Colonialism and genetics of comparative development

    loading  Checking for direct PDF access through Ovid

Abstract

This study argues that European colonial policies and former colonies’ genetic variation (genetic distance to Europeans and genetic diversity) were interlinked. Over a prolonged period of time, populations that were genetically far from Europeans and had extreme levels of genetic diversity (e.g. in Sub-Saharan Africa and the Americas) adapted to environments that were significantly different from the climatic conditions of continental Europe. This resulted in a divergence in populations’ resistance to infectious diseases and positive relationships between European settler mortality at the time of colonization, genetic distance to the technological frontier, and genetic diversity. I evaluate the consequences of the aforementioned relationships first, for the role of genetic distance and diversity in development (e.g. Spolaore and Wacziarg, 2009; Ashraf and Galor, 2013), and second, for studies that use European settler mortality as an instrument for institutions (e.g. Acemoglu et al., 2001). The results highlight a potential bias in the estimates of the effect of genetic distance and diversity on contemporary development in a sample of former colonies and suggest that the effect of these measures on current economic and institutional outcomes is indirect and works through Europeans’ colonial policies.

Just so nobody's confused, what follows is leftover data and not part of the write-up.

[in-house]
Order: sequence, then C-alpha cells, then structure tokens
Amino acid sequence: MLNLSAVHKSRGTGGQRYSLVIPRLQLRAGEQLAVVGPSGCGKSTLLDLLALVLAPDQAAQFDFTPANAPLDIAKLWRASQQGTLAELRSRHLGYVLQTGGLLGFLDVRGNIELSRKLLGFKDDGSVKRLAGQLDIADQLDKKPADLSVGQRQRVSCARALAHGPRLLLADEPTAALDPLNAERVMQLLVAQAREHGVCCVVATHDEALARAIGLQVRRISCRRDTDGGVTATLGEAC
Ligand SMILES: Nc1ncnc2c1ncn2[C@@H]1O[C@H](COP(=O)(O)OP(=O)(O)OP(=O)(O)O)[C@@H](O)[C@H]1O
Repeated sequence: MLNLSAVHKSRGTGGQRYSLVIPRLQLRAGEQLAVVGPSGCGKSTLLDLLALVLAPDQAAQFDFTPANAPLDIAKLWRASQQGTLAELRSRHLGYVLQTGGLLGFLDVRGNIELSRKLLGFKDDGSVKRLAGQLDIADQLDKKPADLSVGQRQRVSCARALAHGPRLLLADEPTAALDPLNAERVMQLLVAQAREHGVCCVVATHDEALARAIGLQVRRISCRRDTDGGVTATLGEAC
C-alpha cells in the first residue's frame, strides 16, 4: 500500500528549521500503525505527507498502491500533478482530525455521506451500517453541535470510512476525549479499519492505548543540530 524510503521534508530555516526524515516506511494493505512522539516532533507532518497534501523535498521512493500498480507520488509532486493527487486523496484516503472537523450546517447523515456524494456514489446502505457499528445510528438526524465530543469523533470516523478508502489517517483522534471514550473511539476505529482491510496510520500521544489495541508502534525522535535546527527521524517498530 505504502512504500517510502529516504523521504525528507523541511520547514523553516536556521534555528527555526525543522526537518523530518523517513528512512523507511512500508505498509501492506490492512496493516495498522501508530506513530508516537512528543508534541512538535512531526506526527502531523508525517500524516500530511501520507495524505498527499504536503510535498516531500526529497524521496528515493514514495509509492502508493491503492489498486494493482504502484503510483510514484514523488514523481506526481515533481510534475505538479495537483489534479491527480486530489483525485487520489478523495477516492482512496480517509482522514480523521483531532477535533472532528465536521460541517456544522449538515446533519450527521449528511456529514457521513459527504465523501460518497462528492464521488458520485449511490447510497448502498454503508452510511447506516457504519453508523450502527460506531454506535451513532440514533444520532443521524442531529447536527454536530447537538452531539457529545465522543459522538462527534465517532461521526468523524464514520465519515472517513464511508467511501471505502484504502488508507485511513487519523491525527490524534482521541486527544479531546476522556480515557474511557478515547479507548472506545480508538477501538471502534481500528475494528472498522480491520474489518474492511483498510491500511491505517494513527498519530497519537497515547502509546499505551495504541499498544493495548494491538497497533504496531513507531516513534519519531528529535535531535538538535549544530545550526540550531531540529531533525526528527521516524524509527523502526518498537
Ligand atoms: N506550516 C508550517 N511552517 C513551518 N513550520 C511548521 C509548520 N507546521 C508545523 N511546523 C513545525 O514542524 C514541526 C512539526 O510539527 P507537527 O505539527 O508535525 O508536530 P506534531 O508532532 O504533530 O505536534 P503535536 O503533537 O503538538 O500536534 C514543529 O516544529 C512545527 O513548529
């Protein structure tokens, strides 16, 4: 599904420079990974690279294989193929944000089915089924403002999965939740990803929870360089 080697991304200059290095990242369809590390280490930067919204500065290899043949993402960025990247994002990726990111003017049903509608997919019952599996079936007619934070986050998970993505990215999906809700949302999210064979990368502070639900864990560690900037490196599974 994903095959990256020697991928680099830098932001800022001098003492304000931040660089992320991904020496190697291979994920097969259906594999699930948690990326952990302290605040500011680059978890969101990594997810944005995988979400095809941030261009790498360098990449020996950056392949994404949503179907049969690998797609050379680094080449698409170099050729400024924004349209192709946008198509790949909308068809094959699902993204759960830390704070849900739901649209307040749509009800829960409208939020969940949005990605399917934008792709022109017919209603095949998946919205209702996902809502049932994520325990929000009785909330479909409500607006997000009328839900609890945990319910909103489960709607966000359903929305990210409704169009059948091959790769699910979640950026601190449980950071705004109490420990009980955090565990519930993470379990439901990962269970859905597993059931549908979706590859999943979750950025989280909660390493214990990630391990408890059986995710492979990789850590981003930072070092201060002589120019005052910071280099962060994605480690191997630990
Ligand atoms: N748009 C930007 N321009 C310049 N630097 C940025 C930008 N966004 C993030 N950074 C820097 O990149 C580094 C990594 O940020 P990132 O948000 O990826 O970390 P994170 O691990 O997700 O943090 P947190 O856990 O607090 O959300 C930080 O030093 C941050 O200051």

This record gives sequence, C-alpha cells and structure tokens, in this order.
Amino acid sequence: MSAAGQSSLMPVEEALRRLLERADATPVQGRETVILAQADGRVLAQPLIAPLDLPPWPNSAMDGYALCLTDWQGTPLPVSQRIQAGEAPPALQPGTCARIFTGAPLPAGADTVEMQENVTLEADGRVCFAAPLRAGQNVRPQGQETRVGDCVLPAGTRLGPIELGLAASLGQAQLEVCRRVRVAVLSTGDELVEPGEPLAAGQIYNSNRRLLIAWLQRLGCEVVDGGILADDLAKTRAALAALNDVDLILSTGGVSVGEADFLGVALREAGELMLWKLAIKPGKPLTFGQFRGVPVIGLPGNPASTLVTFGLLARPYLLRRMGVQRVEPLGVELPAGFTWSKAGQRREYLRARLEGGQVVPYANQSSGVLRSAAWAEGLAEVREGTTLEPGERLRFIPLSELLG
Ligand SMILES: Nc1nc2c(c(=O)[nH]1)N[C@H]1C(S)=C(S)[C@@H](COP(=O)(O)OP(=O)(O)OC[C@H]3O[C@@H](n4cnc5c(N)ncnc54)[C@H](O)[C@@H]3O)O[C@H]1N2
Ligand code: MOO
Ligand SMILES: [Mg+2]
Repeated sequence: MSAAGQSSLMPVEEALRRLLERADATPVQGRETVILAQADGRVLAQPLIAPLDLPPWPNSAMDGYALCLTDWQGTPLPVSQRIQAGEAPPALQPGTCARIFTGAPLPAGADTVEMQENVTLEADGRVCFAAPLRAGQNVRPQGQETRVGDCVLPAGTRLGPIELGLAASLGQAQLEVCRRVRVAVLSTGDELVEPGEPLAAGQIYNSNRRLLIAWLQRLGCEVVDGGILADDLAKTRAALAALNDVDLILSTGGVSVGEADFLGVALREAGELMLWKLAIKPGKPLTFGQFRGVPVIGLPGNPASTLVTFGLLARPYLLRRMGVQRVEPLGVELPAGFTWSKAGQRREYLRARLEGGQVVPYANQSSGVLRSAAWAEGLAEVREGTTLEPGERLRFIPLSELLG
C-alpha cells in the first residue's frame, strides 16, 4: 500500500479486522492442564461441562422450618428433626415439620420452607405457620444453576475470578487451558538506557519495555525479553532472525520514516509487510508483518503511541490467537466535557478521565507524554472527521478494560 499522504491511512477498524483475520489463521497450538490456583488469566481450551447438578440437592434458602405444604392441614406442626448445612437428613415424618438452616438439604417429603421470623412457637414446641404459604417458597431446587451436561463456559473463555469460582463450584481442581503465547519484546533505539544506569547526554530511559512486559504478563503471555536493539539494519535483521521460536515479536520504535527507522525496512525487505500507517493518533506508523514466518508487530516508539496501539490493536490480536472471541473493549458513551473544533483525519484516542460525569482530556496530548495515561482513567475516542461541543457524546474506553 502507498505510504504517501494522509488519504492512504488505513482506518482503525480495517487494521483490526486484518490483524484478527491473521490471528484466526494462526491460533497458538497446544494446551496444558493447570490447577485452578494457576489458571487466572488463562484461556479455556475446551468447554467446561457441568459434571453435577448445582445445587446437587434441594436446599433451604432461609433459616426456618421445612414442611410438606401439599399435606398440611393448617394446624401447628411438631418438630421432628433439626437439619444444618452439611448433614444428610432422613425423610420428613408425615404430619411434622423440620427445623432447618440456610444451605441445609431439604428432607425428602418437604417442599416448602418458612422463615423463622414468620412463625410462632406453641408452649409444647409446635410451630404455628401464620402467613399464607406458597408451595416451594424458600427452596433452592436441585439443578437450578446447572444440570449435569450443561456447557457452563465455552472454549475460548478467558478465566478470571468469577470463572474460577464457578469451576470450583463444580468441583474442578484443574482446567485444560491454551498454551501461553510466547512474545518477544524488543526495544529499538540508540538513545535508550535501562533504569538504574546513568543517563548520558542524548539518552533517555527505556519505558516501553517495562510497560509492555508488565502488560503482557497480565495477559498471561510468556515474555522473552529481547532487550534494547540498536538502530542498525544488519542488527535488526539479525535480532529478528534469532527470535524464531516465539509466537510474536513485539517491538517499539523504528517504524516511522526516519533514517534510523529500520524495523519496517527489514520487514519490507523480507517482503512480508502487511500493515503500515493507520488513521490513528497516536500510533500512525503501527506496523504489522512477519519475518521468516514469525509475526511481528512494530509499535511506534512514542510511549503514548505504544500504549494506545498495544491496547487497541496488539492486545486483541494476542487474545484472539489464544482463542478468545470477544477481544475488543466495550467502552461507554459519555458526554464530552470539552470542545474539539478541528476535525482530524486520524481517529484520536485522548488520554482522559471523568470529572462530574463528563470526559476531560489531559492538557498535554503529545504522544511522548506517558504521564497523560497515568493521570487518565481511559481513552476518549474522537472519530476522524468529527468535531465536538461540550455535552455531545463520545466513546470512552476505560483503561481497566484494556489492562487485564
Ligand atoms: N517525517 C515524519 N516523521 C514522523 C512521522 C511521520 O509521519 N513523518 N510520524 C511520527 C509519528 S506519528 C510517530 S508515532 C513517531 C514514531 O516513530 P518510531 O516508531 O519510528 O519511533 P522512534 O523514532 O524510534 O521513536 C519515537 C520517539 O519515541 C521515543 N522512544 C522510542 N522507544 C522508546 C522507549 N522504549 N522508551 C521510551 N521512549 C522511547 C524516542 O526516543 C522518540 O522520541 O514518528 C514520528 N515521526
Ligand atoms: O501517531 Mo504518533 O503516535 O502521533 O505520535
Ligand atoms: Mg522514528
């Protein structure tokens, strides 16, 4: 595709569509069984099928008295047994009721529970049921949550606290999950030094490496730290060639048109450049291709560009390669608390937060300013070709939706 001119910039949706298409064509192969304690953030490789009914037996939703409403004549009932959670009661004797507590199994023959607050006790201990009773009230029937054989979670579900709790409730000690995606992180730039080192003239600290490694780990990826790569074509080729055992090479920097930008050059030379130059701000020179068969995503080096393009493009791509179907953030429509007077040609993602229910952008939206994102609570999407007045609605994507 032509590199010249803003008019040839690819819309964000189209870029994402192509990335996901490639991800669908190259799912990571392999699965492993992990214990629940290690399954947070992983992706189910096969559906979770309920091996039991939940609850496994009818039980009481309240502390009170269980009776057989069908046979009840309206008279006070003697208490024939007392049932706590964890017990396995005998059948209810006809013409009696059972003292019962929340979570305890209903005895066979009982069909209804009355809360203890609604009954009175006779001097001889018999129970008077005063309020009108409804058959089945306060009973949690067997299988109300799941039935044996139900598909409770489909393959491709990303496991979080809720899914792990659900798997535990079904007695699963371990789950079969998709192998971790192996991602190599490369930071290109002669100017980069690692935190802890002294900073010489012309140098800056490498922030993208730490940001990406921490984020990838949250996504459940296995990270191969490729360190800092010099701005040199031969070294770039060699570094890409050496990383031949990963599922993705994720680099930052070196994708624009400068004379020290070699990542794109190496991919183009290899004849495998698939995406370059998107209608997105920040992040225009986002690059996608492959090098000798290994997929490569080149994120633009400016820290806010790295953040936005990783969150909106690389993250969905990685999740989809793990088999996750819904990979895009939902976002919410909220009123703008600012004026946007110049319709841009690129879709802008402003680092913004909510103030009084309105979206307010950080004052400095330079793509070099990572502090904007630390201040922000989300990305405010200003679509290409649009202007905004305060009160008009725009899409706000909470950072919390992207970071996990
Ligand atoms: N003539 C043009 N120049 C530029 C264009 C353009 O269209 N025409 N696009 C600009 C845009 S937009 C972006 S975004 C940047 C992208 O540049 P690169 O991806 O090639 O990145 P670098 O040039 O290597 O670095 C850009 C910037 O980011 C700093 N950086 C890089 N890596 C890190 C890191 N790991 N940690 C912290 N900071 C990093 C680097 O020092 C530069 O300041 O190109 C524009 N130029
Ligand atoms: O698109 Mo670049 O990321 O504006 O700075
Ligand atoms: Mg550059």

Related Topics

    loading  Loading Related Articles